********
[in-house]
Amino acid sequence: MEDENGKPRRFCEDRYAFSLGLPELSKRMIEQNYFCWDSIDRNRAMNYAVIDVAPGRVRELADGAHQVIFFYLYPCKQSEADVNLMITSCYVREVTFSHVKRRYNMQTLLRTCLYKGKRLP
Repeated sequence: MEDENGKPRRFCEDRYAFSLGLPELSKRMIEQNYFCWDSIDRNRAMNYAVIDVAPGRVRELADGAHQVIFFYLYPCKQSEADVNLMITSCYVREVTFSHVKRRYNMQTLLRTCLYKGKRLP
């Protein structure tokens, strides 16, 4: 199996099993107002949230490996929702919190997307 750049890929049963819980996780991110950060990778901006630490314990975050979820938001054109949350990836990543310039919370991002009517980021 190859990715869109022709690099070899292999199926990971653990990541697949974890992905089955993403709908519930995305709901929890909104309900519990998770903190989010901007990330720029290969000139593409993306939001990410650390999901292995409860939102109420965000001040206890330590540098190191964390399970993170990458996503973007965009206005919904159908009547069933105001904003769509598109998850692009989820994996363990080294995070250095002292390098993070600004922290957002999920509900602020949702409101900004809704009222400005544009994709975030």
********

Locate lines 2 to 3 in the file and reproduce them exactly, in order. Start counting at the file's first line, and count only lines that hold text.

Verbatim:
Amino acid sequence: MEDENGKPRRFCEDRYAFSLGLPELSKRMIEQNYFCWDSIDRNRAMNYAVIDVAPGRVRELADGAHQVIFFYLYPCKQSEADVNLMITSCYVREVTFSHVKRRYNMQTLLRTCLYKGKRLP
Repeated sequence: MEDENGKPRRFCEDRYAFSLGLPELSKRMIEQNYFCWDSIDRNRAMNYAVIDVAPGRVRELADGAHQVIFFYLYPCKQSEADVNLMITSCYVREVTFSHVKRRYNMQTLLRTCLYKGKRLP